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January 01, 2011
CIA Around the World
Kevin Geiger ’89 is CEO of Magic Dumpling entertainment, a Beijing-based developer of original content for animated films, TV series, and mobisodes (short episodes edited for viewing on a mobile device). in a recent email interview from Beijing, he talked about his career and his education.
Q: You graduated with a BFA in painting but made a career in animation. What were the most valuable of the skills you gained or strengths you honed at CIA and were able to transfer to animation?
A: I came away from CIA with visual and conceptual thinking skills that were not necessarily as quantifiable as engineering or programming skills, but ironically more valuable with respect to animation — even in relation to a “high tech” form such as 3D CGI. The principles of creative exploration and visual problem solving that were emphasized at CIA assisted me not only as an animation artist, but later as a supervisor and now as a producer. You learn to see the world in a different way, which is what animation is all about.
Q: You left Disney Feature Animation after 12 years to focus on independent filmmaking. Was that a huge leap of faith, or just a natural progression in your career?
A: It was a natural progression in my career that was a huge leap of faith. Leaving behind a very good, steady paycheck was one thing. Moving halfway around the world to Beijing was quite another. I had worked on my own independent short films throughout my career at Disney, and had always aspired to produce my own animated feature films. Ironically, the country that affords the most latitude to pursue that dream is China. The Chinese animation and film industry is the fastest growing in the world, but also rather a mess. However, there is golden opportunity and great potential within that mess. My company, Magic Dumpling Entertainment (magicdumpling.com), combines Chinese cultural cues with Hollywood development and production techniques to create “stories for the global family,” as we say.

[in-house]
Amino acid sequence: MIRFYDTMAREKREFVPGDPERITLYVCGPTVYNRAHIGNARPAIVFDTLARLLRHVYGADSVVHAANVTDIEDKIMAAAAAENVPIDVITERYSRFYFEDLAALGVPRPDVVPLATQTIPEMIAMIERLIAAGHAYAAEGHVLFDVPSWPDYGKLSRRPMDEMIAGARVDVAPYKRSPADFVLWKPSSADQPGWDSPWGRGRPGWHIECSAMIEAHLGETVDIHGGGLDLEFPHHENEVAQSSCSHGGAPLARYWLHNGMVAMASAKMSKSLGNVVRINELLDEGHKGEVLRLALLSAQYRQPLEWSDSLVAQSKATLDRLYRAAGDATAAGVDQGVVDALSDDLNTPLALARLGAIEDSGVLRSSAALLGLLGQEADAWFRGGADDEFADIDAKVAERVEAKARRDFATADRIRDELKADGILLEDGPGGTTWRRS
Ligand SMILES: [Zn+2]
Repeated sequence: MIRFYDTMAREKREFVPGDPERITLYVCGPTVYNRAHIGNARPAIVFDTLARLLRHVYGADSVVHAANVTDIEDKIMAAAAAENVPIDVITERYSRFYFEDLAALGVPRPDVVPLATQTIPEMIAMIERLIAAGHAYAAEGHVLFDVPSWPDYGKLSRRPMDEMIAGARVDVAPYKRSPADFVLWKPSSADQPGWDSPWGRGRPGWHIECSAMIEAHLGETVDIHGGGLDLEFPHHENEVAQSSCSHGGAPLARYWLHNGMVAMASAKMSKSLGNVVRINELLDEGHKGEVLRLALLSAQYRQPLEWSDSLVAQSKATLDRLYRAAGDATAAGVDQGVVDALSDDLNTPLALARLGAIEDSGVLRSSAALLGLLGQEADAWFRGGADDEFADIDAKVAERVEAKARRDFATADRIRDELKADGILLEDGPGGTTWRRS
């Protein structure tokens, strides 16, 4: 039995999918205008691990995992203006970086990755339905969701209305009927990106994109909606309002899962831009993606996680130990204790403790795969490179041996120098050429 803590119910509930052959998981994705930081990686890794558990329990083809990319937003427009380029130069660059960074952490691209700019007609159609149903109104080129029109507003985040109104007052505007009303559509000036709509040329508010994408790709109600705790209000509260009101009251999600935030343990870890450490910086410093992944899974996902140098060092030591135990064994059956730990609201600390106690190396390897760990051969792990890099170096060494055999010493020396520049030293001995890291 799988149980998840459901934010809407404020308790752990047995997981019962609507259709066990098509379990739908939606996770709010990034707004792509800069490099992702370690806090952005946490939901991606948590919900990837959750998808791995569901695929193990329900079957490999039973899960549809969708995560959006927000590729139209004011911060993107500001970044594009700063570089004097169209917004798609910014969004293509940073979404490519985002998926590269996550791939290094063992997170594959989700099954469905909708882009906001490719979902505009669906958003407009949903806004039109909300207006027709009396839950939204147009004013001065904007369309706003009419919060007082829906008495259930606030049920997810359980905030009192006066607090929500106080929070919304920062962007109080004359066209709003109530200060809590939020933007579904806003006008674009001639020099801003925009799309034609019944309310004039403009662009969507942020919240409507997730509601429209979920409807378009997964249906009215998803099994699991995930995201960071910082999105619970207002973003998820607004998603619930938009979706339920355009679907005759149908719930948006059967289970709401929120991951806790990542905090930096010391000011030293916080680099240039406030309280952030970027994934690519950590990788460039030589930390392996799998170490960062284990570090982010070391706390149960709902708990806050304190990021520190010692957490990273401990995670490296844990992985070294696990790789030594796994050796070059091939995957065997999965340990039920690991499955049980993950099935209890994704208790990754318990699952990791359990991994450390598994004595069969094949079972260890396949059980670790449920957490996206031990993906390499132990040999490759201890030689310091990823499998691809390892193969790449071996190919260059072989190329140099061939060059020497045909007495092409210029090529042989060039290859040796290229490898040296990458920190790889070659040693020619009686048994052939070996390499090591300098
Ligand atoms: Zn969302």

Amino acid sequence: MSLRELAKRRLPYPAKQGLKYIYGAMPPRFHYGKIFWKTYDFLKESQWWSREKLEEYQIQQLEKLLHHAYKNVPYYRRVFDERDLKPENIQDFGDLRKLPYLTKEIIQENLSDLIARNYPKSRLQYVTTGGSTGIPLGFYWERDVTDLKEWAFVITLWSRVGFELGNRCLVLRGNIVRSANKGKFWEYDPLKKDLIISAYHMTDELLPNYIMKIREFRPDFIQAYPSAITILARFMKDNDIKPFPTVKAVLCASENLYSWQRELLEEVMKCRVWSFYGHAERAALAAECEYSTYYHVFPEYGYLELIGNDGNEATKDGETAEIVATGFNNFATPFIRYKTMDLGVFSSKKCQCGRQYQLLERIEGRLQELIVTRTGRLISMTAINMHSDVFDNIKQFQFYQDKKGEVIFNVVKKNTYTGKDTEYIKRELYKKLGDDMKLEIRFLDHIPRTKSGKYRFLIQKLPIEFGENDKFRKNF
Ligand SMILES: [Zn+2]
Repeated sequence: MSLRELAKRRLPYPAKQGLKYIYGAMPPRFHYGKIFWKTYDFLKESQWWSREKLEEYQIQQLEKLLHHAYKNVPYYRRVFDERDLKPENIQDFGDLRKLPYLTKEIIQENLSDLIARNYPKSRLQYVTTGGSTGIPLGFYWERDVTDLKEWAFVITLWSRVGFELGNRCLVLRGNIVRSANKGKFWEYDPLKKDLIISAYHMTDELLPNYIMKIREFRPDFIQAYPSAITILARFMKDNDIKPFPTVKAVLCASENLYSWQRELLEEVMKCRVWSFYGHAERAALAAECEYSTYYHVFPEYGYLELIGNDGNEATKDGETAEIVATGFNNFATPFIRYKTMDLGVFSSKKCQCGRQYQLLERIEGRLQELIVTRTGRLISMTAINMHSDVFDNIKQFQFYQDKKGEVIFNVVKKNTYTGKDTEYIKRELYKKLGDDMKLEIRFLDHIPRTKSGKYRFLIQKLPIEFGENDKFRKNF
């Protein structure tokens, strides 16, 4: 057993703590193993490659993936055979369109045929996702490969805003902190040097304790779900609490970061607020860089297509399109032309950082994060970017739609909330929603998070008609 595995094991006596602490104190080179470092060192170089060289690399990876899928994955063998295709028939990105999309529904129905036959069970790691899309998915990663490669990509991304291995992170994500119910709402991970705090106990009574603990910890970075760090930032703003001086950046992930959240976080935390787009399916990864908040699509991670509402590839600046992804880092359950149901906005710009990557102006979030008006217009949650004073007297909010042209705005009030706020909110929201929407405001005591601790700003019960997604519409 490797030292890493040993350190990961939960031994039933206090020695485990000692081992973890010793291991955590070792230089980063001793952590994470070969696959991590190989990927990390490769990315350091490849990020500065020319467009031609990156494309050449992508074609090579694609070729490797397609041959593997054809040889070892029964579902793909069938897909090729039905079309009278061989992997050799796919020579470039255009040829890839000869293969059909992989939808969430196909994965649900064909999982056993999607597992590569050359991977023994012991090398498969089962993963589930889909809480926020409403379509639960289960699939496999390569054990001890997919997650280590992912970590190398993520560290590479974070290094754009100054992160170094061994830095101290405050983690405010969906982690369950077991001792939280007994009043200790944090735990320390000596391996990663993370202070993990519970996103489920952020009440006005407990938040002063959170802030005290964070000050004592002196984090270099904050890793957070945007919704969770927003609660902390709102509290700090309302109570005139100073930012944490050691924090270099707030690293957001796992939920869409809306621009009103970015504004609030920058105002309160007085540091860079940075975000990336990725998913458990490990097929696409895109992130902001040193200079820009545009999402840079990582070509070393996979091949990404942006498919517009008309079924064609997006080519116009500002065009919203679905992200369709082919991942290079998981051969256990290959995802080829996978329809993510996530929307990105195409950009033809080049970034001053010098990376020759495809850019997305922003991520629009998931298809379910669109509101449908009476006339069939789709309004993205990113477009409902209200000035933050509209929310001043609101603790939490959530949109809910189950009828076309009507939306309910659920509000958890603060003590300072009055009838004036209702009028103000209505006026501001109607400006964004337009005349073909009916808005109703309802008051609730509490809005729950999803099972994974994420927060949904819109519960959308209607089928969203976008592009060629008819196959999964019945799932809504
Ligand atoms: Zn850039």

Q: Magic Dumpling sounds very savvy about international business. Do your creative talents help you approach the challenges of business development?
A: Ha! Yes. The two assets I appreciate the most on this front are my creative education from CIA, and the improv classes I took while at Disney. As a creative industry, the business of animation requires you to think outside the box and also to think on your feet. Everything is changing so fast — especially now. Ed Catmull, president of Pixar, is fond of saying, “You learn from your mistakes, so at Pixar we try to make our mistakes as fast as we can.” That’s certainly a good way to describe my own career learning curve. I’m known for jumping headfirst into areas that I don’t know much about, and ramping up to speed in very short order. It’s good, scary fun. If we are afraid to step outside of our comfort zone, we might as well crawl back into the womb.
Q: What do you miss most about Cleveland?
A: My parents! I was born and raised in Cleveland, so it’s truly my home. There is a relaxed quality to the city that makes it very livable, and Cleveland of course is a great center for the arts. People might laugh if you called it a seat of culture, but it really is. (OK, perhaps a folding chair of culture, but you hopefully get my point.) I also miss the trees and the lousy winters.
Read more of kevin Geiger’s ideas about animation and living and working in China at cia.edu/geiger. read about CiA’s new animation major at cia.edu/majors_animation.asp.
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